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AP PHOTOS: Two visions seen in one Hong Kong

Associated Press logo Associated Press 30/06/2017 Photos by KIN CHEUNG, Associated Press
In this combination of photos, left: Participants stand for China's national anthem at a Hong Kong school meeting highlighting achievements of students who visited the mainland on exchange programs, Tuesday, June 6, 2017; and right: Wreaths mourning soldiers who died during first and second World Wars are placed outside St. John Cathedral in Hong Kong, Monday, June 12, 2017. Chinese nationalism, especially aimed at children in schools, is a recurring and divisive theme in Hong Kong, while at the same time memorials to long-ago wars fought by the city's former ruling power are reminders that some still mourn the past under British colonial rule. (AP Photo/Kin Cheung) © The Associated Press In this combination of photos, left: Participants stand for China's national anthem at a Hong Kong school meeting highlighting achievements of students who visited the mainland on exchange programs, Tuesday, June 6, 2017; and right: Wreaths mourning soldiers who died during first and second World Wars are placed outside St. John Cathedral in Hong Kong, Monday, June 12, 2017. Chinese nationalism, especially aimed at children in schools, is a recurring and divisive theme in Hong Kong, while at the same time memorials to long-ago wars fought by the city's former ruling power are reminders that some still mourn the past under British colonial rule. (AP Photo/Kin Cheung)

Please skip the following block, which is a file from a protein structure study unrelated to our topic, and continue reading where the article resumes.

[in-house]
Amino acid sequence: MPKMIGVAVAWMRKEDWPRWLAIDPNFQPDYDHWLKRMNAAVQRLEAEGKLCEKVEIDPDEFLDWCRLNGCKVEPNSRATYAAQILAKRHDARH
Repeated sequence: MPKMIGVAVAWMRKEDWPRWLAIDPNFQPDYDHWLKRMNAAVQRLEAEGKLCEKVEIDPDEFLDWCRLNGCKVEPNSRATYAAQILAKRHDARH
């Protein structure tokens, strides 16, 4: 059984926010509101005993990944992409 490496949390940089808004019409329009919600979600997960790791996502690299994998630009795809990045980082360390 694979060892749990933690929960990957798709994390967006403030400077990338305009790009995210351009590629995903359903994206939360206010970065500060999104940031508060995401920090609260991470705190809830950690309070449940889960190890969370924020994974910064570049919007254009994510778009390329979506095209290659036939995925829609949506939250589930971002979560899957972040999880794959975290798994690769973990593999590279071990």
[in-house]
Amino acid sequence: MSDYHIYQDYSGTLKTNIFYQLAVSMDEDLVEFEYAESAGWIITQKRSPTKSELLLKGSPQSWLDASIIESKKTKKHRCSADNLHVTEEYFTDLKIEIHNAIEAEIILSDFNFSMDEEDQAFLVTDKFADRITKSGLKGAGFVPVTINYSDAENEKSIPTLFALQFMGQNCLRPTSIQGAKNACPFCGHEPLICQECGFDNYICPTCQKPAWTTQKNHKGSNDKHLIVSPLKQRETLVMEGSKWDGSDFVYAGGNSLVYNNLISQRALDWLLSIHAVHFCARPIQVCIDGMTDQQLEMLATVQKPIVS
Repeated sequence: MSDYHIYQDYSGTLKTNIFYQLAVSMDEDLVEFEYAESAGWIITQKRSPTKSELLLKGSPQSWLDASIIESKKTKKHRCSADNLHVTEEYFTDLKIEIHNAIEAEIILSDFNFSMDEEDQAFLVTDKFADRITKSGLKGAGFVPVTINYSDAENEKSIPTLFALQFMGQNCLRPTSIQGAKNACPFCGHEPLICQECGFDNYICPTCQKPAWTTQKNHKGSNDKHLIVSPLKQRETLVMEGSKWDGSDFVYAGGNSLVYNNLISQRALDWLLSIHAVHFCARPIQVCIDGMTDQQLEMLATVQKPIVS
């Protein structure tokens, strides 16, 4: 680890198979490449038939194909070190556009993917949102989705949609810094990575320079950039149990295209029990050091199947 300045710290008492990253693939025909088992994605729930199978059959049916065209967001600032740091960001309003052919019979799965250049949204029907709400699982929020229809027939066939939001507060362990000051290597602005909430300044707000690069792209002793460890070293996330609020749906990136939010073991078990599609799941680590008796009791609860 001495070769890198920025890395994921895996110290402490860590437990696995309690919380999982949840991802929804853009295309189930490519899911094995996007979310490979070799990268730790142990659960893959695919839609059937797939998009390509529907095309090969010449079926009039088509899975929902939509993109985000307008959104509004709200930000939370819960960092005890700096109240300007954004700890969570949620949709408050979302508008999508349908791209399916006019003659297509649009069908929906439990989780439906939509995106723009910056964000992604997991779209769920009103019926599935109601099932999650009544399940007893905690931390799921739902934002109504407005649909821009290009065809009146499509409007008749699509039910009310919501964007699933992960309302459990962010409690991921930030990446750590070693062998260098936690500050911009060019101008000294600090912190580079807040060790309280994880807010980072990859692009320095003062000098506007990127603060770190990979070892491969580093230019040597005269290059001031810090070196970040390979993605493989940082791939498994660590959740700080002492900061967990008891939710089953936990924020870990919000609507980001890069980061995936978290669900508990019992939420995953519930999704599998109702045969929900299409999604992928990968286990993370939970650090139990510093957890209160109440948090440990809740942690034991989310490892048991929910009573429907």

HONG KONG — In the two decades since Britain relinquished its Hong Kong colony to China, the mainland's influence has risen steadily on the territory.

Some residents uneasy about the changes that have taken place since the July 1, 1997, handover worry about further changes to come during the formal transition period lasting until 2047.

Much to Beijing's chagrin, people still display British colonial emblems out of nostalgia and longing for a time they feel had faster economic growth and better opportunities. Authorities have tried to remove such symbols at times, trying to steer the city away from its colonial past and toward its Chinese future.

But rising concerns about the future have led many residents to question their identity, especially among young people who increasingly call themselves Hong Kongers rather than Chinese.

Associated Press photographer Kin Cheung has documented Hong Kong's transition to Chinese rule with several pairs of abstract photos based on daily life and local symbols.

Recurrent in the images are the themes of nationalism versus colonialism, justice and freedom under Beijing's control, and the color red, a symbol of good fortune and Beijing support.

These themes unite the images to tell Hong Kong's narrative.

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